"Family separation often leaves emotional scars," said Dr. Rodríguez. "A boy came recently for a mental health consultation because his parents died and he was left with his three siblings, who were all taking care of each other. When his parents died, he was forced to migrate to support his other siblings. In his consultation, the boy told me he missed his grandmother very much and, as a coping mechanism, he prayed every day for his little brothers and his family."
The high number of unaccompanied children and adolescents who travel alone, without parents or relatives, or under the care of a responsible adult, is also alarming.
“Family unity is integral to children’s development,” said Marisol. “They need the support and protection of their family to avoid traumas that may affect their personal and social development.”
Traveling through the dangerous Darién Gap
Another migrant, Karina, worked for the court system in Colombia until she and other staff were laid off during the pandemic. She made the difficult decision to leave Colombia without her two children. “I left them back home with their father because I could not bring them here. I realized the migration route is not safe for children, after all the information that I read. It was a difficult decision.”
Right before she left, Karina endured a painful arm injury but decided to make the trip anyway. On the road, she was robbed of all her money and became very sick, in addition to having hypertension and an infected, festering wound on her arm. She was finally treated at a hospital in Panama.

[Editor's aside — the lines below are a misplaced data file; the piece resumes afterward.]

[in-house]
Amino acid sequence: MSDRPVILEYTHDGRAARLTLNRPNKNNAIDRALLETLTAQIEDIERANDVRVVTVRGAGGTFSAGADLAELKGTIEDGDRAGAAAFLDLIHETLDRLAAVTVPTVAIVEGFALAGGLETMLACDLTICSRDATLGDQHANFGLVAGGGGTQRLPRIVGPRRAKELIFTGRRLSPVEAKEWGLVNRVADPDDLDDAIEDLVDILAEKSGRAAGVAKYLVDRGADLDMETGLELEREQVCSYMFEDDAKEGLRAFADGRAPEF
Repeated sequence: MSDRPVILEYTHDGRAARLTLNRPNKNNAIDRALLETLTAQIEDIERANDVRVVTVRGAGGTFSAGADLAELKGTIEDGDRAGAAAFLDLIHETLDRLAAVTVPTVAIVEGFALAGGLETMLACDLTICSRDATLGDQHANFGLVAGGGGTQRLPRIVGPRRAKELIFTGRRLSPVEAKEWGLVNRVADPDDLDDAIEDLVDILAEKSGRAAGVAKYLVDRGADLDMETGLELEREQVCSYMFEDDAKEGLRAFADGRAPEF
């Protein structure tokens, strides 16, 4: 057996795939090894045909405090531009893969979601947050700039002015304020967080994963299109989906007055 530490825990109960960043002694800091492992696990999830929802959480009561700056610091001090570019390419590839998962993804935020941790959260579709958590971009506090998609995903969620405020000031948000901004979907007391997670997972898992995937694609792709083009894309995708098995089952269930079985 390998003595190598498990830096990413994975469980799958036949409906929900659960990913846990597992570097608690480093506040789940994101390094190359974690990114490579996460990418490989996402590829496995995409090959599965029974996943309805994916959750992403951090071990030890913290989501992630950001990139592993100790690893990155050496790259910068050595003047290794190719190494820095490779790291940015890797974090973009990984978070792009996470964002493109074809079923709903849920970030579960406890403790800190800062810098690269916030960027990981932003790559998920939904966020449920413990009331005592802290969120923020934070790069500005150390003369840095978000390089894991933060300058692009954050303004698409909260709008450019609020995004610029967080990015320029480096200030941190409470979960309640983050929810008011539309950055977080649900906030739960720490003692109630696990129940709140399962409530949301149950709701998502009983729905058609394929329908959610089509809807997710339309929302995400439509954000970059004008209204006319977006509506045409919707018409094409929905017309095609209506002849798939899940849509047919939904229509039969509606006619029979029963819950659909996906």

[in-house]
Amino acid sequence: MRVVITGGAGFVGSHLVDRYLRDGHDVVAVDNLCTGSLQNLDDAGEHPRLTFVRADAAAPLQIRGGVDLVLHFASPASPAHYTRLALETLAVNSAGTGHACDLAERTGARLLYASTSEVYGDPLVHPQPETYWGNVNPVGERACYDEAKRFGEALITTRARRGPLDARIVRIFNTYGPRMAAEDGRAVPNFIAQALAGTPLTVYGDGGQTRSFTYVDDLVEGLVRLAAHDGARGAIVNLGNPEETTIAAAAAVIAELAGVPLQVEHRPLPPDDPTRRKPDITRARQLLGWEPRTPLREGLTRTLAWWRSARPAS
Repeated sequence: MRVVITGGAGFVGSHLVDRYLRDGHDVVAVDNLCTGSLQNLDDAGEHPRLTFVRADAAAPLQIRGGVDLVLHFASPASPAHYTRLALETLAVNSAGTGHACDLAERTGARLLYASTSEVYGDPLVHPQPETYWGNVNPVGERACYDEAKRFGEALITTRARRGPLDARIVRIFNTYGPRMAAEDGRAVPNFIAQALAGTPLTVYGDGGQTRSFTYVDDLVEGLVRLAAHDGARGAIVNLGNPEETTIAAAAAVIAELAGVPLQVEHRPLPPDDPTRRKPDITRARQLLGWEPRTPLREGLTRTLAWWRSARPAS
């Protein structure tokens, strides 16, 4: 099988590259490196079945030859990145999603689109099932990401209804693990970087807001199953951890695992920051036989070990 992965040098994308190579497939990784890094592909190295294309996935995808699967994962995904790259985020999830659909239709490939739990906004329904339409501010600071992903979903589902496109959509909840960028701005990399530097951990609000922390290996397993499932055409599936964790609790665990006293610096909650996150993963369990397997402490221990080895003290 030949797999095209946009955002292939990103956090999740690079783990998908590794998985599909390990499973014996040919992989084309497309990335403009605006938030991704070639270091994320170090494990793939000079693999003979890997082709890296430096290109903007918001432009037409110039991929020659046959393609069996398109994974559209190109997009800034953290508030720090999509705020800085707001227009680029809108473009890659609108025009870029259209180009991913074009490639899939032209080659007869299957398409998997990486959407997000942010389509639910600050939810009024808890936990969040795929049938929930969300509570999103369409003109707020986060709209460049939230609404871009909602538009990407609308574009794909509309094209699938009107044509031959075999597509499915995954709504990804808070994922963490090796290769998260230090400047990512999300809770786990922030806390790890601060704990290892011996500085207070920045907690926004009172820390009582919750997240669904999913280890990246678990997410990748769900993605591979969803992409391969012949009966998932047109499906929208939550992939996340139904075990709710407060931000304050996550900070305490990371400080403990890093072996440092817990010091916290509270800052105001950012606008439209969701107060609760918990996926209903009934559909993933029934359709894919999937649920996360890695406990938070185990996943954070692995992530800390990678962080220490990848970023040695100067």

While the physical ailments may have healed, the emotional trauma of what she witnessed in the jungle endures. “One girl was all beaten and bruised,” she recalled. “The girl had been raped. There were women on the road who told us that when they were robbed they told the thieves, ‘rape us, but don't take our money or our food.’ They were thinking about the well-being of their children when they said it.”
José Rafael Cumare migrated for the first time from Venezuela to Argentina, where he lived for three years. Hoping that things had improved in his country, he returned to Venezuela last year. The situation there was not what he expected, so he had to say goodbye to his family again, this time to try crossing the Darién Gap to migrate to the United States.
"It took me 13 days to cross the Darién,” said José. “On the second day, I fractured my heel and made crutches with some sticks I found. I was injured for 11 days. I ate whatever people gave me, and I took—without knowing what they were—pills that they shared with me for the pain. Inside the jungle I heard and saw ugly things. I saw violent robberies, I saw dead people. Everyone must know that it is not easy to cross this jungle."
Dreams of returning to the homes they fled